When a BBC reporter claimed that “hateful content” on Twitter has been on the rise, he couldn’t name a single example of hateful content, when pressed by the social media platform’s CEO Elon Musk, during a live interview.
On Tuesday, BBC North America technology reporter James Clayton conducted an impromptu interview with Musk live on Twitter Spaces.
Asked to define “hateful content,” Clayton first suggested that it may include content that is “slightly racist or slightly sexist,” but then backed off when asked to confirm his insinuation.
Musk asked Clayton to present one example of hateful content on Twitter, prompting the BBC reporter to admit that he couldn’t. Clayton claimed that he stopped using Twitter because of the hateful content he saw on it – and that he couldn’t cite an example of hateful content on Twitter because he stopped using it.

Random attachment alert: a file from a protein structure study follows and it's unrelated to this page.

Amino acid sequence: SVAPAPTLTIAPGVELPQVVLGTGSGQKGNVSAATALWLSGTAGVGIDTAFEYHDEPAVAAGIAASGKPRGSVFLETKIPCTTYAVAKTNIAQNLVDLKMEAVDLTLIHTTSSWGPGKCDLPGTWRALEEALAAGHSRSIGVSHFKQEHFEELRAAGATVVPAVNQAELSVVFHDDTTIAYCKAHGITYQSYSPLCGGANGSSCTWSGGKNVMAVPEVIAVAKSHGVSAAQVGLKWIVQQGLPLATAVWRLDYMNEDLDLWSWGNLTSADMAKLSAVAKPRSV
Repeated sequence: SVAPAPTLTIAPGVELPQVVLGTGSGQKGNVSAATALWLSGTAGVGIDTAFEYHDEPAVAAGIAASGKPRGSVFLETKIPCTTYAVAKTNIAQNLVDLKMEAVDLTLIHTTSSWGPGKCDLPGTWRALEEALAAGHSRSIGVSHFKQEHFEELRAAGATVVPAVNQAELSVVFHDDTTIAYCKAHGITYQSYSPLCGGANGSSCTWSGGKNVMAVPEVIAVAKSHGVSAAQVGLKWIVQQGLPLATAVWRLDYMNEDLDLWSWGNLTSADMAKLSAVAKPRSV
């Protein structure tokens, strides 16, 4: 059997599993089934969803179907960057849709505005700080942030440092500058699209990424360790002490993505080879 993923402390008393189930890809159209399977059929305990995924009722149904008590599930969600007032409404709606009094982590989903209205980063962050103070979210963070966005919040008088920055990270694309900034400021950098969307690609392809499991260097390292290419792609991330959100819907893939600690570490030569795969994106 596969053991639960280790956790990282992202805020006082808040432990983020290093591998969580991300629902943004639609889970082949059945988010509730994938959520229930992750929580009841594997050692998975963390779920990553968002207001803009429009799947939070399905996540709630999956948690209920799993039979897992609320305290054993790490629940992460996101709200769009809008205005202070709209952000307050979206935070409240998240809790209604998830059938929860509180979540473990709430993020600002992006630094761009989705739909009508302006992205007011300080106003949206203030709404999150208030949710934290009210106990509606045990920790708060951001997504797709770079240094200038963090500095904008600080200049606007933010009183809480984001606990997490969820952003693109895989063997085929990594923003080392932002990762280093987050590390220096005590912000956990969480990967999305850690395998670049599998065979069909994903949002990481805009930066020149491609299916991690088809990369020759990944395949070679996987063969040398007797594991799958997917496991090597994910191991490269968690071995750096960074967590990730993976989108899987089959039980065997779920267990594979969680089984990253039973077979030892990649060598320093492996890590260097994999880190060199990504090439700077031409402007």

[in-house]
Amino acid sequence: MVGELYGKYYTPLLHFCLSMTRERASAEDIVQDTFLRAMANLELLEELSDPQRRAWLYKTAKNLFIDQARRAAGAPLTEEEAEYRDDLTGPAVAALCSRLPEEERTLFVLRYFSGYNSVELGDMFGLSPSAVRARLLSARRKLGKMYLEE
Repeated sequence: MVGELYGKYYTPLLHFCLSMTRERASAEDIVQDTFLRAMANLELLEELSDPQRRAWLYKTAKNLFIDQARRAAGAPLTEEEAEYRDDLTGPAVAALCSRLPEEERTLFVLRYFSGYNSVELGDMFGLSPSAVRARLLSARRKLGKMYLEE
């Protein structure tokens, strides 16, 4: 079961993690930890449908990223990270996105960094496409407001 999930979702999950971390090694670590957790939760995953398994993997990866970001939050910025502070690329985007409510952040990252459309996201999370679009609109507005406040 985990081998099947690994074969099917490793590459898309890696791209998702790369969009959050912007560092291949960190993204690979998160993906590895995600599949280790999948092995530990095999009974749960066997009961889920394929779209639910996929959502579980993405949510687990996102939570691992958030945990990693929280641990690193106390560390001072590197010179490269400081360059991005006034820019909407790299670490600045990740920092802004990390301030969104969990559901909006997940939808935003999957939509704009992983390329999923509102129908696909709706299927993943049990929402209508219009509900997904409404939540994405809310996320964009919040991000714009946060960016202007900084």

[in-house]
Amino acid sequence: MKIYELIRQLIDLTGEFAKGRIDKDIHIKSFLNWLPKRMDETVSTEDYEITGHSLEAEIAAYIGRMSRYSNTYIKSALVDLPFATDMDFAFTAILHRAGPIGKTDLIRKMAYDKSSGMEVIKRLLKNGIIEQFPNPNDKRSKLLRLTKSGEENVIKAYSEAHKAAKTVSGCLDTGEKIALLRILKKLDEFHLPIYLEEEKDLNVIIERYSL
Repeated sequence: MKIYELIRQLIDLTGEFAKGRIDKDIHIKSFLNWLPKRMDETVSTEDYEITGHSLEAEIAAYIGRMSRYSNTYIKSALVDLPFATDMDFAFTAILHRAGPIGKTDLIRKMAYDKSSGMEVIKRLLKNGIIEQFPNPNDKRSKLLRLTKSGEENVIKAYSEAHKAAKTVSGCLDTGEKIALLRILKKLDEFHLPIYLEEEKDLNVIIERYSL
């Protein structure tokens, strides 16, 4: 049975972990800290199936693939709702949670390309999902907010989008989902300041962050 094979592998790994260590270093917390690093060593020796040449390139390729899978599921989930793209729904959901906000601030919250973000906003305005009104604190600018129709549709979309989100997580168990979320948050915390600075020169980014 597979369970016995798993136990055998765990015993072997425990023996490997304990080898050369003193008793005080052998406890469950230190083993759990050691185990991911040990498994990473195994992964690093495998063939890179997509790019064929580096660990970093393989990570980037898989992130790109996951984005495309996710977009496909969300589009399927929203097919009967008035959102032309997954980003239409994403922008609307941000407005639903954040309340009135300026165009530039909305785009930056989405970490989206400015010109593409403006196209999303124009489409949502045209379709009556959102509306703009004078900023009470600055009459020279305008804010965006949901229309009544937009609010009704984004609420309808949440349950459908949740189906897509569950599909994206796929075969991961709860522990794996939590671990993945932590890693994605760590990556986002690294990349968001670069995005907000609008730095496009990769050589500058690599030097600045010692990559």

“You said you’ve seen more hateful content but you can’t name a single example, not even one,” Musk said. “I say sir that you don’t know what you’re talking about.”
Clayton, then, tried to deny that he was the one making the accusation:
“No, what I claimed was there are many organizations that say that that kind of information is on the rise.”
“The Strategic Dialogue Institute in the UK, they will say that,” Clayton said, when Musk asked for an example of the “many organizations.”
“Look, people will say all sorts of nonsense. I’m literally asking for a single example and you can’t name one,” Musk responded, before Clayton switched to another topic.
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